Originally abandoned in 1908 following a time of ruin and despair, It is now in the hands of a non-profit organization called “Friends of Cockspur Lighthouse” where… every cent of every donation goes toward restoration.
This worn, lighthouse, island beauty is now being restored thanks to many people who understand how important it is to keep history present and alive. It’s amazing to think that only 14 years ago, the restoration of this historic gem is now slowly being brought back to life soon ready to be once again, the beautiful, Cockspur Lighthouse that it is… proudly guarding the mouth of the Savannah river.
If you’d like to read about the history of the Cockspur Lighthouse, well, that would be below. Cheers!
The Cockspur Lighthouse, is located 12 miles east of the Georgia Port of Savannah. Originally built as a daymark between March of 1837 and November of 1839, it sits atop an islet just off the southeastern tip of Cockspur Island which designates the South Channel of the Savannah River.
Many earlier documents suggest that the noted New York architect, John Norris, had been contracted and retained to supervise the construction of an illuminated station. Mr. Norris’s responsibilities included the reparation of the lighting system as well as designing and overseeing the construction of a suitable keeper’s homestay.
The first tower originally housed a focal plane that was approximately 25’ from ocean level. The new beacon supported a fixed white light with illumination coming from 5 lamps with 14” reflectors that were visible for almost 10 miles.
References of historical significance also support the notion that he was responsible for designing many of Savannah’s grand structures including the U.S. Custom House in downtown Savannah, the Mercer-Wilder House, as well as the Green-Meldrim House where it was written that General Sherman had stayed during the Civil War.
In 1854, when the Cockspur Lighthouse was completely destroyed by a hurricane, the tower was rebuilt and widened to create a much stronger foundation. At the commencement of the American Civil war, the beacon was temporarily shutdown.
Next, during a long range bombardment of Fort Pulaski, Union military forces focused in 11 batteries stretching miles along the beach, conducted a 34 hour siege of Fort Pulaski. Apparently, it was noted that 36 guns participated in this intense, fast battle, which amazingly completely spared the Cockspur Lighthouse from any significant damage.
On April 11, 1862, following the surrender of Fort Pulaski, the lighthouse was suspended from operation. With the end of the war on April 25, 1866, the “interior light” was relit. This post construction of the lighthouse also included the painting of this historic landmark white so it could be used as a daymark.
The history of the Cockspur Lighthouse has definitely been plagued by many different weather events throughout the years. Case in point, on August 27, in the year 1881, a massive hurricane struck Cockspur Island causing the waters to rise to 23′ above sea level. The dramatic and destruction storm surge quickly filled the lighthouse interior and completely destroyed the Keeper’s residence.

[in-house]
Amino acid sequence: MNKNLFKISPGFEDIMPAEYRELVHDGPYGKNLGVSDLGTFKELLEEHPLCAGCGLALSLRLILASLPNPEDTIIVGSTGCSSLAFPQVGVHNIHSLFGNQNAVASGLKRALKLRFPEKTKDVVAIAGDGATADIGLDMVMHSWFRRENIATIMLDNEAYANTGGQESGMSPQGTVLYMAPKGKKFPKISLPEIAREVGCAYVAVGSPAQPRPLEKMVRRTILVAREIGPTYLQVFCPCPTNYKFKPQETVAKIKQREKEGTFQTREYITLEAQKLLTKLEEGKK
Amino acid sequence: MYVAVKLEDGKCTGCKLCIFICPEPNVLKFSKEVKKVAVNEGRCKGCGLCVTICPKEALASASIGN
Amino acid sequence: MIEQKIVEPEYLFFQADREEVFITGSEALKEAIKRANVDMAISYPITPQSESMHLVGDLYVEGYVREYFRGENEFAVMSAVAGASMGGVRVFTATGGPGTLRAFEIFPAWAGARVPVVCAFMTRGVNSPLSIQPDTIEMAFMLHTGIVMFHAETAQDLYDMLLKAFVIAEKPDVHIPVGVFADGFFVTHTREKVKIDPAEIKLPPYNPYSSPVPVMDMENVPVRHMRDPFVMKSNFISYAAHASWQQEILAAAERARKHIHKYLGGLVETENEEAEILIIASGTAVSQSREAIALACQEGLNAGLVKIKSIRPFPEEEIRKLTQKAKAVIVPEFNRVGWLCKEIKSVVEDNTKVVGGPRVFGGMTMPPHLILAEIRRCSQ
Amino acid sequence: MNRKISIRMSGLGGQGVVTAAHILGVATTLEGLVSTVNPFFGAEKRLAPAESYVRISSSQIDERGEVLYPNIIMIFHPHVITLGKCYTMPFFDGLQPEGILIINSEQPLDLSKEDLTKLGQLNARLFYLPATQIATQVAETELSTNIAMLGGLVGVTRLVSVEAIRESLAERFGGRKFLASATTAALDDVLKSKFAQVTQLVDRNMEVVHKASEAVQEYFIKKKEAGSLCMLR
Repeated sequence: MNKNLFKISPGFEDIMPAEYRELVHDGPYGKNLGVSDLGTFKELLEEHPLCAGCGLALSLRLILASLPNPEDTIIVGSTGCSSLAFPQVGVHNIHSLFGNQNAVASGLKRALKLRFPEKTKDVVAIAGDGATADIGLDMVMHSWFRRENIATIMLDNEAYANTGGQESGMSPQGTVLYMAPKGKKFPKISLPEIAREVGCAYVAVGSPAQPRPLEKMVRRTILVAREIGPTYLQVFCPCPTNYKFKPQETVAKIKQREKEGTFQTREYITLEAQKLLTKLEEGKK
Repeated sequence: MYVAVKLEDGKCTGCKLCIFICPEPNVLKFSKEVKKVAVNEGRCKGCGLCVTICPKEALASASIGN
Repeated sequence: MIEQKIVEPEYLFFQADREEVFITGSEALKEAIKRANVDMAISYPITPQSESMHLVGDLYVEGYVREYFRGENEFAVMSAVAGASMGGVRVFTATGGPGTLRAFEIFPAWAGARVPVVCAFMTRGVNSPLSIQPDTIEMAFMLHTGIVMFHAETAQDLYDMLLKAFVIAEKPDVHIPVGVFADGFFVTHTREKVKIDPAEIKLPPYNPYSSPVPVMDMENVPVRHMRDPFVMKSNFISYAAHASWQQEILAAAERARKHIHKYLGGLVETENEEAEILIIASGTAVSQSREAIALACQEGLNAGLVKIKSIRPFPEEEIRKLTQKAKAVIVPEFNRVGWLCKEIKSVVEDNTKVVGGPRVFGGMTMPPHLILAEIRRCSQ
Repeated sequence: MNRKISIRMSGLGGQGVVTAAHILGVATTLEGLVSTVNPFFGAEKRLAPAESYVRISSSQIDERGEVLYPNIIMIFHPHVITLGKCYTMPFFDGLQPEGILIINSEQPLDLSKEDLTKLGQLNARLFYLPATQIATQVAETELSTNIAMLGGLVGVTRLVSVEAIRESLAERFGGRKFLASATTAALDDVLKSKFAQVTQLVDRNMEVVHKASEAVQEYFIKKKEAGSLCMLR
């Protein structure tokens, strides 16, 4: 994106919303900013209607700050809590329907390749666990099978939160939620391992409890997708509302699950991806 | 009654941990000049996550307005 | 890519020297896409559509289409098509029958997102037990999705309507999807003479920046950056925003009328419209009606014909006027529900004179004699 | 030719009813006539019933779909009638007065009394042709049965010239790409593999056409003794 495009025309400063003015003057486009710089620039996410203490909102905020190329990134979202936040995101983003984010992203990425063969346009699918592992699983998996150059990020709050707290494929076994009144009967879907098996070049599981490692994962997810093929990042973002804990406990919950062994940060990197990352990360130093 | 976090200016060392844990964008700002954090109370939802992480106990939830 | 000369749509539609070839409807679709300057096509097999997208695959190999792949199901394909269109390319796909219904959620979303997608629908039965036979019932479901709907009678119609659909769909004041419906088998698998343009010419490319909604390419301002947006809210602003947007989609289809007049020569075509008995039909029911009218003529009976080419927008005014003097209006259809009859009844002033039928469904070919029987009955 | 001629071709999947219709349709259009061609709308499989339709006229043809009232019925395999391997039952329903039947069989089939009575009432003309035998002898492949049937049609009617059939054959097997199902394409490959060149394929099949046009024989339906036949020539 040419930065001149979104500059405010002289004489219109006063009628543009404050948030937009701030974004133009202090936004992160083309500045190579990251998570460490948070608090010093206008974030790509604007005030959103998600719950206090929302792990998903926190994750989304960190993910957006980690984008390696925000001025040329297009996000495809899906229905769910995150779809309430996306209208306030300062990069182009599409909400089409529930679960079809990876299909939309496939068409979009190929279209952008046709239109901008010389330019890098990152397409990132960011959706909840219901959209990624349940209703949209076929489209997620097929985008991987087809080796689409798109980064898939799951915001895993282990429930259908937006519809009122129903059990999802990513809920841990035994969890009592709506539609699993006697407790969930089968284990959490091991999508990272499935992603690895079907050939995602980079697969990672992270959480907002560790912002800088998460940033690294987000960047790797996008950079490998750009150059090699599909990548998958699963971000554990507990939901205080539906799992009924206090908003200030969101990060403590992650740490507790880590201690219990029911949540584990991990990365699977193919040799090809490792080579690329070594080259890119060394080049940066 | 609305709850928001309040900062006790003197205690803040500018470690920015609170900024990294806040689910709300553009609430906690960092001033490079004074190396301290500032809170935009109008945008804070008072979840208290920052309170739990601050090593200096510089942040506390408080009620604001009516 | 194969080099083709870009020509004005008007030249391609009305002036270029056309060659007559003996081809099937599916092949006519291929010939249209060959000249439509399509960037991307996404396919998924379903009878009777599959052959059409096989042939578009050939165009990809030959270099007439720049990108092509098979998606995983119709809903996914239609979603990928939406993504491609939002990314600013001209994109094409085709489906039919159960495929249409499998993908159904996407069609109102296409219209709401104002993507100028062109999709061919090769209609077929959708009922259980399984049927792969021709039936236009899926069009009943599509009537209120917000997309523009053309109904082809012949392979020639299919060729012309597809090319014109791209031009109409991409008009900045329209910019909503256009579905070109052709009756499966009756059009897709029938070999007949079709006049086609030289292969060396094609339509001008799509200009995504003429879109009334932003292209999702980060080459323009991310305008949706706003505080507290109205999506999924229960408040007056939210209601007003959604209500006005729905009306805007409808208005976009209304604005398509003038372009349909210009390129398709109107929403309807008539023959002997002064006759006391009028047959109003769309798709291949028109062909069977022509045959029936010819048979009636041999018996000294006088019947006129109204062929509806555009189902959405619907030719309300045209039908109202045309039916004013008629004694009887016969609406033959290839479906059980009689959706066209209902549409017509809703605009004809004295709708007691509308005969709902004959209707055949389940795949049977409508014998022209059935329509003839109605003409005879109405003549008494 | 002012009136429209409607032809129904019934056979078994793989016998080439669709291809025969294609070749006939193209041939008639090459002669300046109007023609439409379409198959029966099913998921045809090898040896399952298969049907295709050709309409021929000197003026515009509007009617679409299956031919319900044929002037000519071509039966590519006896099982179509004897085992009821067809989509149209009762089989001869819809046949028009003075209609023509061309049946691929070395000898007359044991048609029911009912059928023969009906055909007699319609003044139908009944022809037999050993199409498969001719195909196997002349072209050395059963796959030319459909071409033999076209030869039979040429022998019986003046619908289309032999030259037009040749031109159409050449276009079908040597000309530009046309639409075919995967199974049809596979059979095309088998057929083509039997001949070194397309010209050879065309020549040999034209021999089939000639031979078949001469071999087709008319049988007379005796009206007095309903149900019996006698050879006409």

Then, the great hurricane of 1893 stuck the lighthouse forcing the caretakers, including Jeremiah Keane, the Keeper, and the Assistant Keeper, Charles Sisson to seek refuge inside the Northwest stair tower.
The history continues when on June 1, 1909, the Cockspur lighthouse beacon was extinguished to accommodate large freighters, and the increasingly busy traffic that the Savannah port brought with it routing vessels to the deep, more navigable, North Channel.
As the continuing threat to the beacon by salvage crews and other private interests grew, the National Park Service looked into the acquisition of the light. On August 14, 1958, by official presidential proclamation, the Cockspur Lighthouse was finally transferred from the United States Coast Guard to the National Park Service.
The National Park Service is dedicated to the preservation of this historic southern marker. Due to ongoing preservation efforts, the lighthouse and lighthouse island are closed to the public. However, an overlook trail offers visitors the best chance to get a closer look at the lighthouse today.
For over 10 years now, “Friends of Cockspur Lighthouse” was established to act in unison with the National Park Service. One of the first things they did was to create a close relationship with the National Park Service so the two could work in unison with one another.
In 2007, due to all of the work and all of the concerted efforts by many people along with “Friends of Cockspur Lighthouse” the NPS had a Grand Re-Lighting ceremony and was officiated by David W. Kunkel, the retired, decorated, Rear Admiral.
This wonderful, historic event marked the first time the light had been illuminated in nearly a hundred years.
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